Our Vision

About the Industry


The Rise of Cities

According to the World Health Organization, in 1960, 34 percent of the world’s population lived in urban areas. In 2018, that number was 55 percent. By 2050, it is projected to be 68 percent. The total metro population living within four miles of city hall, according to the U.S. Census, is more than 54 million – almost 21 percent of America’s metro population. That’s 17.5 percent of the national population living within a quick car ride, 30-minute bike ride or hour-long walk of the center of a city.

What is Urban Place Management?

Since 1970, property and business owners in cities throughout North America have realized that revitalizing and sustaining vibrant downtowns, city centers and neighborhood districts requires special attention beyond the services city administrations could provide alone. These private-sector owners came together, with funding from the property and business owners, to form nonprofit management associations which deliver key services and activities within the boundaries of their districts. These place management organizations are often called Business Improvement Districts (BIDs), Business Improvement Areas (BIAs), Partnerships and Alliances.

Place management professionals drive significant change in every major metropolitan area in North America in an industry that is growing rapidly around the globe. IDA members are involved in all segments of city center management (planning, leadership, communications and marketing, economic development and policy and advocacy) and in all types of organizations (nonprofit, government and business). They develop tools and strategies to address a broad range of issues impacting how people live, work and play in cities.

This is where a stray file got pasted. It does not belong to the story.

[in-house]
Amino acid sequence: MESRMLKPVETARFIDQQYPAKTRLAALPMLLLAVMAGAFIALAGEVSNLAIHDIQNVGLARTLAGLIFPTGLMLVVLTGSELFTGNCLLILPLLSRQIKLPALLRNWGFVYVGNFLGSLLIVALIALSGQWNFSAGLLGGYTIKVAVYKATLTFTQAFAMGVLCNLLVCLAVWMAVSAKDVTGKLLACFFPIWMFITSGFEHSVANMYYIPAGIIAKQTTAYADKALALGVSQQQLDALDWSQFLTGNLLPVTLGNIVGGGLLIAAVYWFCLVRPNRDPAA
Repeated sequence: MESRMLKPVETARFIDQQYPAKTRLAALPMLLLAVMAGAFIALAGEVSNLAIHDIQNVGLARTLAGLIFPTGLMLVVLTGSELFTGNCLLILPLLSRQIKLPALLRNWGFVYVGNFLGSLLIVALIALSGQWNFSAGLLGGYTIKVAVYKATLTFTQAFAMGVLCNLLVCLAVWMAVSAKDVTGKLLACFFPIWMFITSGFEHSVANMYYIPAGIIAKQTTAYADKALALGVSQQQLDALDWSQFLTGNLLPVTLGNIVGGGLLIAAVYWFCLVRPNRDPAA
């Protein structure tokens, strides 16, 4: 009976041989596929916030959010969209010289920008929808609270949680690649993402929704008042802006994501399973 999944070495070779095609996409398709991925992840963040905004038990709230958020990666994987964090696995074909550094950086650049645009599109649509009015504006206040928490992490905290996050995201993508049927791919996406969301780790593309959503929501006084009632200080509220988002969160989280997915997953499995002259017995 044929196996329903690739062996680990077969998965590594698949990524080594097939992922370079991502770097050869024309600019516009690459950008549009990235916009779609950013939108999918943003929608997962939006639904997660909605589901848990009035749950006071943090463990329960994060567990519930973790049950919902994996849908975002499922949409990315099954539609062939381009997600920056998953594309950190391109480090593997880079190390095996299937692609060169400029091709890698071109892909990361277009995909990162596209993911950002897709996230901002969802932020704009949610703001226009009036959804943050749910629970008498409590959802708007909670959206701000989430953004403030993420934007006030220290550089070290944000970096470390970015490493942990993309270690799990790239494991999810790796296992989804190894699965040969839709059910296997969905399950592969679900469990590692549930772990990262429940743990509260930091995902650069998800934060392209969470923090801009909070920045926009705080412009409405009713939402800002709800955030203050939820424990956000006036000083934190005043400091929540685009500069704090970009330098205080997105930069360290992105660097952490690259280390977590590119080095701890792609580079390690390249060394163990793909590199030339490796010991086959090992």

From urban place management organizations to our global networks and strategic partners, every IDA member plays an active role in creating a robust and diverse community of practitioners. Our members are urban champions who bring city centers to life.

Join the Narrative

For decades urban place management professionals have been waking up each day, determined to improve their cities, make urban neighborhoods more livable, strategically fill vacant buildings, activate public spaces and much more. They have had great success, but, too often their work goes unnoticed by the general public. IDA’s Urban Place Management Narrative Toolkit provides a framework for communicating IDA members’ commitment to shaping dynamic city centers all around the world. It includes key messages and facts about the downtown management industry.

Great Cities and Regions Start Downtown

While small in physical size, downtowns are immensely valuable, diverse, efficient, inclusive and resilient on multiple levels. From driving tax revenue and business activity to hosting a concentration of resources, amenities, and social infrastructure, downtowns play a pivotal role in the long-term health of a region. The Value of U.S. Downtowns and Center Cities research articulates the inherent value a downtown provides to the greater city, highlighting a district’s contributions based upon 100+ key data points in the principles of Economy, Inclusion, Vibrancy, Identity and Resilience. Our 2020 data showed that study downtowns outpaced their cities in residential growth between 2000 and 2018, growing an average of 40% against the citywide average of 15%. Read more about IDA’s findings here.